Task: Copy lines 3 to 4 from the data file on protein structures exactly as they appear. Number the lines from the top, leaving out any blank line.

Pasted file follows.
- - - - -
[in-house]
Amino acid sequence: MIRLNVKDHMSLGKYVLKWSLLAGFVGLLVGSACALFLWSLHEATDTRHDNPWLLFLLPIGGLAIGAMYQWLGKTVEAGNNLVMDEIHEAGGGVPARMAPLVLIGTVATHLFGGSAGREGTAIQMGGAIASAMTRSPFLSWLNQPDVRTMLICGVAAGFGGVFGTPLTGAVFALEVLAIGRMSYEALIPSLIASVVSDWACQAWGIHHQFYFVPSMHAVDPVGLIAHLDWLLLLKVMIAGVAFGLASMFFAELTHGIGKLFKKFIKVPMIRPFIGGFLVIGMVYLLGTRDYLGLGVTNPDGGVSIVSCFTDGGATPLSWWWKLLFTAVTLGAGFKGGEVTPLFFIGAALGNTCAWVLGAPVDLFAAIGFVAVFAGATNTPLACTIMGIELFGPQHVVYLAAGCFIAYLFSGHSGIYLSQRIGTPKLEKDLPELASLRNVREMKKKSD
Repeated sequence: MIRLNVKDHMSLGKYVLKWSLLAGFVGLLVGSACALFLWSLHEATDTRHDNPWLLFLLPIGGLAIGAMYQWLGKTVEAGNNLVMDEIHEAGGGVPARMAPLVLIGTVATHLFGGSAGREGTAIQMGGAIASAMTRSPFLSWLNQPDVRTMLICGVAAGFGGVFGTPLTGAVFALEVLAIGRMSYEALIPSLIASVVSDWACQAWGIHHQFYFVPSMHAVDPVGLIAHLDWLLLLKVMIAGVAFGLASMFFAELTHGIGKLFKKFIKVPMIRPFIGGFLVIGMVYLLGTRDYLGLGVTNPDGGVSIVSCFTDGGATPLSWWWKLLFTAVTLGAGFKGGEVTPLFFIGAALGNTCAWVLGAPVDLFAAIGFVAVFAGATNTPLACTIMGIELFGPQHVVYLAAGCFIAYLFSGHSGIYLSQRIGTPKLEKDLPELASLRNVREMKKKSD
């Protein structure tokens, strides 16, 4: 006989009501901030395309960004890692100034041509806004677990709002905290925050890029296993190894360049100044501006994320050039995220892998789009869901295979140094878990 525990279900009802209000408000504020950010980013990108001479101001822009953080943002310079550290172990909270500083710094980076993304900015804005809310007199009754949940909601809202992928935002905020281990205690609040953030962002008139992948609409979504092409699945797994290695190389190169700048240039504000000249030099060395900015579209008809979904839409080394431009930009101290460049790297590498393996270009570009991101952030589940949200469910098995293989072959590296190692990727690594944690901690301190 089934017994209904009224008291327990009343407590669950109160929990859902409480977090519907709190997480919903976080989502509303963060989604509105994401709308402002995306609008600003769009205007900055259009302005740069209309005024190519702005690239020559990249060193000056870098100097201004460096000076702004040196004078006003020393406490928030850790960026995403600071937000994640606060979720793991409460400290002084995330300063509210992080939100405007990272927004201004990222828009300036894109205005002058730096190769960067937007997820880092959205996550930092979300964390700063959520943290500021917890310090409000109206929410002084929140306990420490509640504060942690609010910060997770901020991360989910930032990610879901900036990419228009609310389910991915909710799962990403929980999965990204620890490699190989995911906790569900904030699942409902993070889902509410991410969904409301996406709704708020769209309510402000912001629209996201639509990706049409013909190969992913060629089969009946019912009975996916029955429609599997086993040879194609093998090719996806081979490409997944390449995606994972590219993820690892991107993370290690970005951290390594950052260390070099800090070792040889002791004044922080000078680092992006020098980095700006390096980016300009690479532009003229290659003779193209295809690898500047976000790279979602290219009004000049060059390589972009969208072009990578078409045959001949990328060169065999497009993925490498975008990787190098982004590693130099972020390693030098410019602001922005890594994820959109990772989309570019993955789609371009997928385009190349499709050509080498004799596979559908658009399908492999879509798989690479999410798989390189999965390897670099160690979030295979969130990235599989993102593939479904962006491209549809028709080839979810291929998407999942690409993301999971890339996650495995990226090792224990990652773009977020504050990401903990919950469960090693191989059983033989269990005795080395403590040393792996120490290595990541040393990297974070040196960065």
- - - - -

Repeated sequence: MIRLNVKDHMSLGKYVLKWSLLAGFVGLLVGSACALFLWSLHEATDTRHDNPWLLFLLPIGGLAIGAMYQWLGKTVEAGNNLVMDEIHEAGGGVPARMAPLVLIGTVATHLFGGSAGREGTAIQMGGAIASAMTRSPFLSWLNQPDVRTMLICGVAAGFGGVFGTPLTGAVFALEVLAIGRMSYEALIPSLIASVVSDWACQAWGIHHQFYFVPSMHAVDPVGLIAHLDWLLLLKVMIAGVAFGLASMFFAELTHGIGKLFKKFIKVPMIRPFIGGFLVIGMVYLLGTRDYLGLGVTNPDGGVSIVSCFTDGGATPLSWWWKLLFTAVTLGAGFKGGEVTPLFFIGAALGNTCAWVLGAPVDLFAAIGFVAVFAGATNTPLACTIMGIELFGPQHVVYLAAGCFIAYLFSGHSGIYLSQRIGTPKLEKDLPELASLRNVREMKKKSD
């Protein structure tokens, strides 16, 4: 006989009501901030395309960004890692100034041509806004677990709002905290925050890029296993190894360049100044501006994320050039995220892998789009869901295979140094878990 525990279900009802209000408000504020950010980013990108001479101001822009953080943002310079550290172990909270500083710094980076993304900015804005809310007199009754949940909601809202992928935002905020281990205690609040953030962002008139992948609409979504092409699945797994290695190389190169700048240039504000000249030099060395900015579209008809979904839409080394431009930009101290460049790297590498393996270009570009991101952030589940949200469910098995293989072959590296190692990727690594944690901690301190 089934017994209904009224008291327990009343407590669950109160929990859902409480977090519907709190997480919903976080989502509303963060989604509105994401709308402002995306609008600003769009205007900055259009302005740069209309005024190519702005690239020559990249060193000056870098100097201004460096000076702004040196004078006003020393406490928030850790960026995403600071937000994640606060979720793991409460400290002084995330300063509210992080939100405007990272927004201004990222828009300036894109205005002058730096190769960067937007997820880092959205996550930092979300964390700063959520943290500021917890310090409000109206929410002084929140306990420490509640504060942690609010910060997770901020991360989910930032990610879901900036990419228009609310389910991915909710799962990403929980999965990204620890490699190989995911906790569900904030699942409902993070889902509410991410969904409301996406709704708020769209309510402000912001629209996201639509990706049409013909190969992913060629089969009946019912009975996916029955429609599997086993040879194609093998090719996806081979490409997944390449995606994972590219993820690892991107993370290690970005951290390594950052260390070099800090070792040889002791004044922080000078680092992006020098980095700006390096980016300009690479532009003229290659003779193209295809690898500047976000790279979602290219009004000049060059390589972009969208072009990578078409045959001949990328060169065999497009993925490498975008990787190098982004590693130099972020390693030098410019602001922005890594994820959109990772989309570019993955789609371009997928385009190349499709050509080498004799596979559908658009399908492999879509798989690479999410798989390189999965390897670099160690979030295979969130990235599989993102593939479904962006491209549809028709080839979810291929998407999942690409993301999971890339996650495995990226090792224990990652773009977020504050990401903990919950469960090693191989059983033989269990005795080395403590040393792996120490290595990541040393990297974070040196960065």